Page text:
to put it simply: Americans love their football.

 

Anonymous Coward (not verified) on Wed, 04/21/2010 - 13:04

oops, i made a typo when i wrote:

"First of all, i don't think the comparing of Samoan boys to the average non-Samoan American presupposes that American Samoans are not Samoan."

i meant to say:

First of all, i don't think the comparing of Samoan boys to the average non-Samoan American presupposes that American Samoans are not American."

Super Bowl Travel Packages (not verified) on Fri, 05/07/2010 - 11:50

While I'm not sure if "races or ethnic groups are more physically suited than other things." I DO think that it may just be that some cultures are more interested in certain things (in this case, sports) than others. I probably wouldn't go to Belguim to see a bull-fight, nor would I go to Africa to see a major baseball event. It doesn't mean that they aren't available, it just means that, in their society, other things are more important in their popular culture.

Cheers!

-Booker

pinoy (not verified) on Mon, 05/10/2010 - 08:55
Really? No Filipinos in the nfl...there are...google it!
Junior (not verified) on Sun, 05/23/2010 - 20:13

touche: there have been 8 all time. and of course, now we must get into the politics of what determines a filipino to be filipino.

Junior (not verified) on Sun, 05/23/2010 - 20:13

touche: there have been 8 all time. and of course, now we must get into the politics of what determines a filipino to be filipino.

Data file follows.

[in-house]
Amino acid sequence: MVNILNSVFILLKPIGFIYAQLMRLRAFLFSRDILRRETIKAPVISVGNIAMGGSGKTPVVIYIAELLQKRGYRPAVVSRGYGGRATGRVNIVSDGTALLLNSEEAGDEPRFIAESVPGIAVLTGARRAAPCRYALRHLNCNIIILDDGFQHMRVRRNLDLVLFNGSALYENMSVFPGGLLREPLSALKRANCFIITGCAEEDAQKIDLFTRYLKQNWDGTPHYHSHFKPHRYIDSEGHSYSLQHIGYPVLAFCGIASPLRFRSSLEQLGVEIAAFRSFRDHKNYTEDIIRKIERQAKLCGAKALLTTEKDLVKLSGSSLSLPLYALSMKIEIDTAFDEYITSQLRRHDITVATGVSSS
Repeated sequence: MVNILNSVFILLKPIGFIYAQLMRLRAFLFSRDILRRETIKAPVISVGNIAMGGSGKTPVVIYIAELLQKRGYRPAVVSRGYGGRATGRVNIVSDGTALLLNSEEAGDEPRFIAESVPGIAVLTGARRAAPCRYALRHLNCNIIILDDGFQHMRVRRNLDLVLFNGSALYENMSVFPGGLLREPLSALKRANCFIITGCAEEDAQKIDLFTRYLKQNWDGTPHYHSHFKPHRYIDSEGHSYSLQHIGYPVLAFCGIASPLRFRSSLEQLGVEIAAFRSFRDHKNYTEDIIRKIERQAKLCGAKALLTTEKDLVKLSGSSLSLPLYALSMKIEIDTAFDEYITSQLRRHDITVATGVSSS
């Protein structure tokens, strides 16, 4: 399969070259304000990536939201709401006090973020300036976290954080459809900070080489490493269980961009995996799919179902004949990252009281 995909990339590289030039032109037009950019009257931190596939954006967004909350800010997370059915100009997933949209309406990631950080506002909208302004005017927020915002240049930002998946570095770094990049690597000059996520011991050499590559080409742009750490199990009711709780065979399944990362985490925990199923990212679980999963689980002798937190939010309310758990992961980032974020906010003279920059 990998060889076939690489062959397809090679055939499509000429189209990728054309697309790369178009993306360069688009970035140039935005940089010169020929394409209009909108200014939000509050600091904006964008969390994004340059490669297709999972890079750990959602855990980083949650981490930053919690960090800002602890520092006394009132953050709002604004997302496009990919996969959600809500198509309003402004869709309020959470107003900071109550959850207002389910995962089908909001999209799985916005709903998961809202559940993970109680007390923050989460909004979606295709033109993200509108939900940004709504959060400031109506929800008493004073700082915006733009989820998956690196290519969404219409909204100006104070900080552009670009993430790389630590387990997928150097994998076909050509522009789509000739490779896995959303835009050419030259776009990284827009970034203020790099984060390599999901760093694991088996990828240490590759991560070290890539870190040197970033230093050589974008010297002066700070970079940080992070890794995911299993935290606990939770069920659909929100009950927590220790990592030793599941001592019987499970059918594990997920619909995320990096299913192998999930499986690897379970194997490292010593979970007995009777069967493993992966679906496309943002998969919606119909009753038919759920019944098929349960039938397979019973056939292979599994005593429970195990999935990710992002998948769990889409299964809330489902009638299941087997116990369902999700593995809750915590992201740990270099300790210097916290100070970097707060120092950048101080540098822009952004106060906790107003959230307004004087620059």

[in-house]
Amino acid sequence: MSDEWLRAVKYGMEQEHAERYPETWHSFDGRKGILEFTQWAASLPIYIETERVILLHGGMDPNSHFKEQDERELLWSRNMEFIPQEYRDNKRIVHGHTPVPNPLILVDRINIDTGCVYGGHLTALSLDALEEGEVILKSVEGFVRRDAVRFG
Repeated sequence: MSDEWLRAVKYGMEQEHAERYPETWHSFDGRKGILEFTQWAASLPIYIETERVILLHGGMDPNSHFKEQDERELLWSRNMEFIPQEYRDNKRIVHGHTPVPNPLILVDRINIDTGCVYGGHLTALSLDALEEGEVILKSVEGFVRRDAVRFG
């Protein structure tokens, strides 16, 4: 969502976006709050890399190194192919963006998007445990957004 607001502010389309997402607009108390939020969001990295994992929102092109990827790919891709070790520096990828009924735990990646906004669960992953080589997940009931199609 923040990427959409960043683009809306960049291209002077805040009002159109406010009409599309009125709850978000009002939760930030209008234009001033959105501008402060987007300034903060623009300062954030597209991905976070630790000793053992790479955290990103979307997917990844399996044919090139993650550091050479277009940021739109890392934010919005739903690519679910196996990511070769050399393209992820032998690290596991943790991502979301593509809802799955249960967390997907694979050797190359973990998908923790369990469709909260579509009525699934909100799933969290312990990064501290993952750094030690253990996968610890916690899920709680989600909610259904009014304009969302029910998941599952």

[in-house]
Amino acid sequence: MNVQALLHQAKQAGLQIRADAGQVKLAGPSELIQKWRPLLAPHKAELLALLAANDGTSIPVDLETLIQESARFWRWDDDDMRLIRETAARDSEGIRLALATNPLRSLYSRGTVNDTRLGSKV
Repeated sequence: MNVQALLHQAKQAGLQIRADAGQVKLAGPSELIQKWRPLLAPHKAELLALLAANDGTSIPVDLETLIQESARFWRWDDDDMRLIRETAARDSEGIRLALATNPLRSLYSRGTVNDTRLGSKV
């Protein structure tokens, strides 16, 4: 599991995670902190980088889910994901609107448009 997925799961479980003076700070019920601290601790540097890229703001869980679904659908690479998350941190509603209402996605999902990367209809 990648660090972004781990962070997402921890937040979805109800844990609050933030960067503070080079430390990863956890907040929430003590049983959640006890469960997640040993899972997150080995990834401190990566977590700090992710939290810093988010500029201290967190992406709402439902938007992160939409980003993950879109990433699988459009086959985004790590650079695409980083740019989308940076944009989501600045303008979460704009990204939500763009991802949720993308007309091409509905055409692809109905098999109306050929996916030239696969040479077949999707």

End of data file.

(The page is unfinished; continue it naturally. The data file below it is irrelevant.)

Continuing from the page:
Junior (not verified) on Sun, 05/23/2010 - 20:13

touche: there have been 8 all time. and of course, now we must get into the politics of what determines a filipino to be filipino.

Junior (not verified) on Sun, 05/23/2010 - 21:30

sometimes pc-ness gets in the way of reality: can we not say that generally speaking, some ethnic groups or races are better suited for certain physical activities than others? can we not say that in the US population: African Americans in general are better genetically suited to excell at hoops than Samoans.

i get your argument that certain activities are culturally relevant to certain groups of people and not others, but with that said, one cannot igore the reality that certain races or ethnic groups excell at certain activities more than others. i am not implying intellectual racial superiority; i am simply stating that certain groups of people are better physically suited for certain events than others.

How many Samoans play NBA? and don't even try and tell me Sams don't like hoops. Sams love hoops; for the most part, they just aren't physically equiped to hoop it up at the NBA level.

of course there are always exceptions to the rule; the anomolies. like the 8 filipino nfl players and there will be a Sam nba player eventually, but anomolies do not weaken my argument.

am i really supposed to put on my pc blinders and say that the only reason african americans dominate the nba is because it's more culturally relevent to them? am i really supposed to say that if all races or ethnic groups in the world loved hoops and had access, the nba would have more players of asian ancestry than african ancestry because there are more asians in the world and since we are all physicall equal, they will have the highest number? really?

sorry, no pc blinders here; i see it how it is. no disrespect intended.

Tony (not verified) on Sun, 01/23/2011 - 07:41

American Samoans are US nationals, they are not *US CITIZENS* If they move to one of the 50 states they cannot vote in federal or state elections, nor are they automatically given citizenship by moving to the states. 

The distinction between them and Americans has some validity.